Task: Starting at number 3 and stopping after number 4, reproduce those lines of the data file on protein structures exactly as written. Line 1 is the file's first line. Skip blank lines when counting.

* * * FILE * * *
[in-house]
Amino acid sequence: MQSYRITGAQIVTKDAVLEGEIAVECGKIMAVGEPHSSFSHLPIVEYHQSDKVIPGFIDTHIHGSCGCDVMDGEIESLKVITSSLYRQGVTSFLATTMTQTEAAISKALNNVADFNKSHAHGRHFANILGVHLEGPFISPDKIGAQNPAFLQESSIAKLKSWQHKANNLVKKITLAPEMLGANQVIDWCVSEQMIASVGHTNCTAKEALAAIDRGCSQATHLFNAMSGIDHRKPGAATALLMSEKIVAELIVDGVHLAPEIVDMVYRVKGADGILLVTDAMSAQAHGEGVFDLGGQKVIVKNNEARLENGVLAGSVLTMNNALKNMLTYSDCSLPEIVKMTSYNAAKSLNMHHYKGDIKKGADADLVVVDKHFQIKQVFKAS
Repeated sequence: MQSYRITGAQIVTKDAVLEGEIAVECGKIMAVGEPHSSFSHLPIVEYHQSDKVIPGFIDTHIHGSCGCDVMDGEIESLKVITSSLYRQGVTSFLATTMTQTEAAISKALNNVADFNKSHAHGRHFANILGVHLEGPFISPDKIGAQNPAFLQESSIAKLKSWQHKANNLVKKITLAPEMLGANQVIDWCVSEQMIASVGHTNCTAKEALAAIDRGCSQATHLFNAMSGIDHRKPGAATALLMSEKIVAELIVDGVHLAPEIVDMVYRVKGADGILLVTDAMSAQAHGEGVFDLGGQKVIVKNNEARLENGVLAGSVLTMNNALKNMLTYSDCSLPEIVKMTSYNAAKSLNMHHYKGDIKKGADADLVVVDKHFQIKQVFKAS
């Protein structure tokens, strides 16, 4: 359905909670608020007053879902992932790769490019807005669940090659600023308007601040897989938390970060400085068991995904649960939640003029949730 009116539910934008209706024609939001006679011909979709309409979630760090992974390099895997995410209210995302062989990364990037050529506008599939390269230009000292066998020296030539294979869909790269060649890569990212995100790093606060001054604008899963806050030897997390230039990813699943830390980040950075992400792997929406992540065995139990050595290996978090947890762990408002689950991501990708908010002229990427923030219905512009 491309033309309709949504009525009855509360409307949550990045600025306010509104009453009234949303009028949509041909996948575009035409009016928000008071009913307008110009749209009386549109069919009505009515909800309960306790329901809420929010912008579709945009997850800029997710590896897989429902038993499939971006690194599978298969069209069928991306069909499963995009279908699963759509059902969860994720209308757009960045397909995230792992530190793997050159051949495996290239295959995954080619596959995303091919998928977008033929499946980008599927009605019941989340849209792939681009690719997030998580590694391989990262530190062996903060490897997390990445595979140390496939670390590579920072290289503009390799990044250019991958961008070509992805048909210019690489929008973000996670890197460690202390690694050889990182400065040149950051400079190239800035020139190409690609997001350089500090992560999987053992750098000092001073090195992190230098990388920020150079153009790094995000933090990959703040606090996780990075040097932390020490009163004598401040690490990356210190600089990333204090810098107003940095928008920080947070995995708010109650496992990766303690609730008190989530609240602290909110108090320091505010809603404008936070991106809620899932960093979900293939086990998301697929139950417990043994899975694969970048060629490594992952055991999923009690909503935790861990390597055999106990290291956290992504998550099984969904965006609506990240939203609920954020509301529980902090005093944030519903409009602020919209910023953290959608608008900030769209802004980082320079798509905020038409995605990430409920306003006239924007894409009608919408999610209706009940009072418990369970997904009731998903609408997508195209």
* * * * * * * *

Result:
Repeated sequence: MQSYRITGAQIVTKDAVLEGEIAVECGKIMAVGEPHSSFSHLPIVEYHQSDKVIPGFIDTHIHGSCGCDVMDGEIESLKVITSSLYRQGVTSFLATTMTQTEAAISKALNNVADFNKSHAHGRHFANILGVHLEGPFISPDKIGAQNPAFLQESSIAKLKSWQHKANNLVKKITLAPEMLGANQVIDWCVSEQMIASVGHTNCTAKEALAAIDRGCSQATHLFNAMSGIDHRKPGAATALLMSEKIVAELIVDGVHLAPEIVDMVYRVKGADGILLVTDAMSAQAHGEGVFDLGGQKVIVKNNEARLENGVLAGSVLTMNNALKNMLTYSDCSLPEIVKMTSYNAAKSLNMHHYKGDIKKGADADLVVVDKHFQIKQVFKAS
């Protein structure tokens, strides 16, 4: 359905909670608020007053879902992932790769490019807005669940090659600023308007601040897989938390970060400085068991995904649960939640003029949730 009116539910934008209706024609939001006679011909979709309409979630760090992974390099895997995410209210995302062989990364990037050529506008599939390269230009000292066998020296030539294979869909790269060649890569990212995100790093606060001054604008899963806050030897997390230039990813699943830390980040950075992400792997929406992540065995139990050595290996978090947890762990408002689950991501990708908010002229990427923030219905512009 491309033309309709949504009525009855509360409307949550990045600025306010509104009453009234949303009028949509041909996948575009035409009016928000008071009913307008110009749209009386549109069919009505009515909800309960306790329901809420929010912008579709945009997850800029997710590896897989429902038993499939971006690194599978298969069209069928991306069909499963995009279908699963759509059902969860994720209308757009960045397909995230792992530190793997050159051949495996290239295959995954080619596959995303091919998928977008033929499946980008599927009605019941989340849209792939681009690719997030998580590694391989990262530190062996903060490897997390990445595979140390496939670390590579920072290289503009390799990044250019991958961008070509992805048909210019690489929008973000996670890197460690202390690694050889990182400065040149950051400079190239800035020139190409690609997001350089500090992560999987053992750098000092001073090195992190230098990388920020150079153009790094995000933090990959703040606090996780990075040097932390020490009163004598401040690490990356210190600089990333204090810098107003940095928008920080947070995995708010109650496992990766303690609730008190989530609240602290909110108090320091505010809603404008936070991106809620899932960093979900293939086990998301697929139950417990043994899975694969970048060629490594992952055991999923009690909503935790861990390597055999106990290291956290992504998550099984969904965006609506990240939203609920954020509301529980902090005093944030519903409009602020919209910023953290959608608008900030769209802004980082320079798509905020038409995605990430409920306003006239924007894409009608919408999610209706009940009072418990369970997904009731998903609408997508195209």